Sarah Bloomer, favorite UXPA speaker and Principal of Boston-based Sarah Bloomer & Co., recently gathered some intel from Jill Vacarra about upcoming UXPA 2014 tutorial, Content Magic: Ways to Enchant Users and Transform UX.
For some full-day in-person Content Magic, register for the July 21st tutorial. New registrants get 10% off with code 'tutorial10'!
Sarah: Why should UX practitioners care about Content?
Jill: UX pros spend a ton of energy creating usable, engaging interfaces that are conduits for Content. But without good Content and Content governance processes, even the most thoughtful UX design delivers a mediocre experience. Content Strategy evangelist Karen McGrane (an early mentor of mine) likens this to a gorgeously wrapped gift box with no present inside. I love that! Users want the beautiful, usable package, but they must have their presents too! Yet the job of creating and wrangling Content is a huge undertaking that most UX pros (and their clients and internal stakeholders!) aren’t equipped to handle. This tutorial maps out how Content Strategy and Content creation fit into the UX process so that the end result is a perfectly wrapped present that has real value to users.
Sarah: I’m intrigued by the title of your tutorial. How does Content Magic transform UX? For example, as a UX designer, sometimes I find the Content falls short, or I can’t get writers to conform to good Content design practices. How do you help UX practitioners work better with Content providers?
Jill: There’s a wonderful Arthur C. Clarke quote: “Any sufficiently advanced technology is indistinguishable from magic.” Content creation for good user experience is still a bit of a mystery to many UX Pros and even to Content Authors. This tutorial gives the “magical spells,” the insider tools and processes people need to develop on-brand Content in a way that’s sustainable and repeatable and that can be distributed across teams. We combine this with a strategic “Content first and future-ready” approach that integrates Content into the overall UX process.
Sarah: What does it mean to take a “Content first and future-ready” approach?
Jill: Content first means that, from day one on a project, Content creation and planning is woven into the UX process. Information Architecture, Design, Content and CMS Dev project components support and enhance each other from the start. When Content comes late to the party, you get oodles of avoidable 11th hour snafus. Stuff doesn’t fit and needs to be redone, new page levels need to be created, etc. Then with responsive sites and multiple screen sizes - fuggedaboutit! That’s where planning future-ready Content comes in. You separate Content from the presentation layer. And you consider different (sometimes as yet unknown!) screen sizes while planning Content elements and hierarchy to ensure Content displays well and is usable across devices.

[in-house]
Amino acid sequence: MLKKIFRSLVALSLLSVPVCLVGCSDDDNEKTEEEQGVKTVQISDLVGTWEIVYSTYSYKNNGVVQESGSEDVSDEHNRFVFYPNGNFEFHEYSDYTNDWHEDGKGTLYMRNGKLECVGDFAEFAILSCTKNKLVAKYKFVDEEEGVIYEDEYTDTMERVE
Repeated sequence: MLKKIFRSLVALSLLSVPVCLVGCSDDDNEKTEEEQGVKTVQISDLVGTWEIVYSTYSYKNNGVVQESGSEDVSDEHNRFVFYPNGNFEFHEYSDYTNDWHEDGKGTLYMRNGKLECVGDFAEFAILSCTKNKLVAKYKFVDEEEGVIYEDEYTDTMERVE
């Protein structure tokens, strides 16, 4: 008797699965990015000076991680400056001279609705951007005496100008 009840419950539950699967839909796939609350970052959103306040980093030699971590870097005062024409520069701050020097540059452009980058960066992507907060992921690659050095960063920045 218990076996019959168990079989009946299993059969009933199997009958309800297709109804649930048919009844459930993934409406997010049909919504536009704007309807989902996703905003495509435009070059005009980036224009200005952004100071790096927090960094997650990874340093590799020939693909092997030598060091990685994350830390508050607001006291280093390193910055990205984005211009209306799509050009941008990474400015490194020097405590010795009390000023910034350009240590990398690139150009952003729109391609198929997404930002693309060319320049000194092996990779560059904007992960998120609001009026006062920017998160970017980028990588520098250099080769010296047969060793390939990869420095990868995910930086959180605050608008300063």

Sarah: What’s the best way to motivate UX teams to collaborate in the interests of great Content?
Jill: The key first step is to insert Content Strategist collaborators into the process from the get-go. Then Content is no longer a silent odd man out. Content Strategists ask the right questions. They negotiate with Information Architects, Designers, Developers and Stakeholders so that Content needs and issues are identified and discussed openly. Then, the UX team is no longer working in a vacuum and guessing how to create a well-designed UX container for mysterious Content.
Sarah: What about the people creating Content? Do they know that UX matters and how Content impacts UX?
Jill: It’s true that many Content Authors are not UX-savvy and are not aware of how Content impacts UX. They often develop Content in a vacuum of their own, outside the UX process. Then they hand over that Content and all kinds of chaos ensues. Content doesn’t fit the IA and design, or is written in a way that’s not at all appropriate for online reading. Part of what the Content Strategist does is to bring Content Authors into the fold as well and give them tools and guidelines to follow as they create Content.
Sarah: What’s an example of a tool or method you think represents your approach and how does it help drive success?
Jill: One tool we use is our Content Tonality Brief. It’s based on the Creative Brief that you typically see in design projects, but it’s much more granular and focused on Content voice and character. Clients will say: “We want the Content to be witty.” Great! But “witty” is a very subjective term. The Content Tonality Brief really hones in on the different brand attributes that inform site Content flavor. In order to hit the right tone, the Tonality Brief adds more description to your brand attributes, plus examples and DOs and DON’Ts based on user needs, client preferences and business goals. The Tonality Brief is used to generate team consensus and then as a touchstone throughout the project so that all the multiple Content Authors work in alignment.
Sarah: What key ideas do you hope participants take away from your tutorial?
Jill: Content shouldn’t be an afterthought. Think of Content first and throughout the UX process whether you’re a UX practitioner, a Content Author or somebody managing a team of UX Pros and Content Authors. Content Strategy and creation might seem dauntingly mysterious and “magical,” but there’s a mindset and concrete set of do-able, repeatable steps that fit naturally into the UX process you’re already doing. Add Content Magic to your process and your UX will be all the better for it!